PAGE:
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Yen and yuan

Money | Japan works to weaken its surging currency while China stands pat

Issue: "On the rails," Oct. 9, 2010

Taking action against a surging yen that hit a 15-year high against the dollar, Japanese Prime Minister Naoto Kan ordered unilateral intervention in the currency market, driving the yen down by 3 percent. The surprise move, accomplished by selling yen and buying dollars, was aimed at enhancing the price competitiveness of Japanese exports and thus shoring up prospects of economic recovery in Japan.

"Japanese exporters had become increasingly concerned, pained and vocal about [yen] strength at a time when export momentum was waning," Mitul Kotecha, head of foreign-exchange strategy at Credit Agricole, told MarketWatch.

The yen had risen more than 10 percent against the dollar this year, driven by investors seeking a safe haven from economic problems in the United States and elsewhere. Although the dollar is also considered a safe-haven currency, the prospect of slower growth in the United States, along with heightened speculation that the Federal Reserve will again try to kick-start the economy with massive amounts of new money, has been weakening the dollar.

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Meanwhile, at two Capitol Hill hearings, U.S. lawmakers pressed Treasury Secretary Timothy Geithner to take action against China for keeping its currency, the yuan, at artificially low levels against the dollar, despite a promise from Chinese leaders earlier this summer to allow more flexible exchange rates. "We are very concerned about the negative impact of these policies on our economic interests," Geithner testified at both hearings, but he stopped short of articulating a specific policy response. U.S. manufacturers have long argued that China's currency policies give Chinese products an unfair advantage in the world marketplace. Chinese officials deny claims of currency manipulation.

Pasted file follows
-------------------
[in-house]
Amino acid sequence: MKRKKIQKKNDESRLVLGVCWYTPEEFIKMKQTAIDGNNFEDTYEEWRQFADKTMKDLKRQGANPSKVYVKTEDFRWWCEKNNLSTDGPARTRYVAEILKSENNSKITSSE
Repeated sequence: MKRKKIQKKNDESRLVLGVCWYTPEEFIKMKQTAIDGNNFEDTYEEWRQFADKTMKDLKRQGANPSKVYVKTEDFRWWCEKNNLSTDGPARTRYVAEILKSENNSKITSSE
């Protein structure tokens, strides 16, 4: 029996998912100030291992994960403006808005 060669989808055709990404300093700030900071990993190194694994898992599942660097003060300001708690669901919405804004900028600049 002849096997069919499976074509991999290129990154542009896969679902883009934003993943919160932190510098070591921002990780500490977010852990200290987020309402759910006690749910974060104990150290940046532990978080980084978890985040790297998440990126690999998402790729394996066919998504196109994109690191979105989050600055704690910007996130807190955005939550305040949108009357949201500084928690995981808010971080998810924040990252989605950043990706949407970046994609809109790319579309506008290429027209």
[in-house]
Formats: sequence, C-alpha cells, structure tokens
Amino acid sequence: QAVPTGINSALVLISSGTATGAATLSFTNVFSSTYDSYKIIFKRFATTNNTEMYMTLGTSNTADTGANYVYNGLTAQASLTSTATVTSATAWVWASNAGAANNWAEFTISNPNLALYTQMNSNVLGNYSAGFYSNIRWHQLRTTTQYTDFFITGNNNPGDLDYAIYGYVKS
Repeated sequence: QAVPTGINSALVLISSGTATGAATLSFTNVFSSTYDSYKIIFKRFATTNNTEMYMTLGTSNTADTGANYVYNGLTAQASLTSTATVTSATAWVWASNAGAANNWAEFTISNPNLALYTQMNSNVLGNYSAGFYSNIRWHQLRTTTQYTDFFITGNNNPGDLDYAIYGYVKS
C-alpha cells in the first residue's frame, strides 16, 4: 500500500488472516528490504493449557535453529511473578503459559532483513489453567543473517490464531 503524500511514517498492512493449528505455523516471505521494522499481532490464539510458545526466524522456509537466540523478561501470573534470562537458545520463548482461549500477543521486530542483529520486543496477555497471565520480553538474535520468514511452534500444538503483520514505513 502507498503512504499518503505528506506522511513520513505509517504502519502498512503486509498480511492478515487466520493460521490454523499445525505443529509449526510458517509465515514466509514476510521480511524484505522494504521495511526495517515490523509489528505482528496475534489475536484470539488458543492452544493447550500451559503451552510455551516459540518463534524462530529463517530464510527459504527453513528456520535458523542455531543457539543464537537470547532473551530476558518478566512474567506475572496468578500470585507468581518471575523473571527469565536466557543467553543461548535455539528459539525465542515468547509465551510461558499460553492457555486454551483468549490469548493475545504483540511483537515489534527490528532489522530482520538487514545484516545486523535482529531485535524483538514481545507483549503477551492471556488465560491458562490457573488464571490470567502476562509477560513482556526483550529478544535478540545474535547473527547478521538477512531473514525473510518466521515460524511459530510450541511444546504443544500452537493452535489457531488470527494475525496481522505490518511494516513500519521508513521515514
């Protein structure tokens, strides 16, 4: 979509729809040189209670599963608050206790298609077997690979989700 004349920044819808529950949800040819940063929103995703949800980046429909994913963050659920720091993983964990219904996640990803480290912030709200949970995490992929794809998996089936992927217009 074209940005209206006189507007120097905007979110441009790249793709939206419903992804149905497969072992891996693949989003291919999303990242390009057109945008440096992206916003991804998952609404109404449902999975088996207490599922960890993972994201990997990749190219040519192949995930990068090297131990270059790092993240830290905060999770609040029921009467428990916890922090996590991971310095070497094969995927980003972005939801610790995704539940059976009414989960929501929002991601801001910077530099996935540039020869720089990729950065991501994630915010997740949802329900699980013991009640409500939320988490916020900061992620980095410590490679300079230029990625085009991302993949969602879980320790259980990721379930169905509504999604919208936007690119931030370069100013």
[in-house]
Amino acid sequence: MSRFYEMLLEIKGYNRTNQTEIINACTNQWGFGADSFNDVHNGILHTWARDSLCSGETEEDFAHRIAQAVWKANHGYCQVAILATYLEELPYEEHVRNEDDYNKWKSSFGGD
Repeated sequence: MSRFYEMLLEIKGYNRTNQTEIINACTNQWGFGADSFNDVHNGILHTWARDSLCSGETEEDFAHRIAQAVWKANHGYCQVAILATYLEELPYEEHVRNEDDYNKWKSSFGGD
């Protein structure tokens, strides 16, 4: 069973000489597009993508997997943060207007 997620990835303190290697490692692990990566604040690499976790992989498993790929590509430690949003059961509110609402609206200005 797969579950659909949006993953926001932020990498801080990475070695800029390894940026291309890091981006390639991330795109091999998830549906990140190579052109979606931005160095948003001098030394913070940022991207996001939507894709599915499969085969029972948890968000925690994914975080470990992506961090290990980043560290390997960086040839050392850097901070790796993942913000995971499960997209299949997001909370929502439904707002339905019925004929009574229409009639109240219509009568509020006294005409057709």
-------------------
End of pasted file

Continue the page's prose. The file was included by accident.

Paying it forward

Insisting the payment was "not a bailout," Pennsylvania Gov. Ed Rendell announced the state would advance its financially beleaguered capital city, Harrisburg, $3.3 million to prevent a bond default ("Sorry, We Can't Pay," Sept. 15). Most of the funds-including $2.6 million earmarked for municipal-pension assistance and $1 million slated for fire protection-would have been disbursed to Harrisburg in the months ahead. "We're just front-loading it and expediting it," Rendell said.

The second-term Democrat said he acted to prevent a possible seizing up of the municipal bond market. The state also sent the city money to hire a financial adviser. Harrisburg faces another big bond payment in March 2011.

Owed to others

As Washington entered its new fiscal year Oct. 1, its two biggest currency rivals continued to be its two top foreign creditors. China holds roughly $850 billion in U.S. debt (up from $300 billion just five years ago), while Japan holds about $800 billion (an increase from $666 billion). The United Kingdom is in third place, with holdings of about $360 billion (a seven-fold increase from 2005).

When China's holdings are combined with those of Chinese-administered Hong Kong, total Chinese holdings of U.S. debt fall just shy of $1 trillion, close to one-fourth of total foreign ownership of U.S. debt instruments. In all, about 45 percent of the $8.9 trillion in U.S. debt that's "held by the public" is owned outside the United States.

As the fiscal year began, total U.S. debt, which includes not only the debt held by the public but also money the Treasury Department has borrowed from Social Security and various trust funds, stood at roughly $13.5 trillion.
Editor's note: This article has been edited to reflect that China's holdings are combined with those of Chinese-administered Hong Kong.
Joseph Slife is the assistant editor of SoundMindInvesting.com

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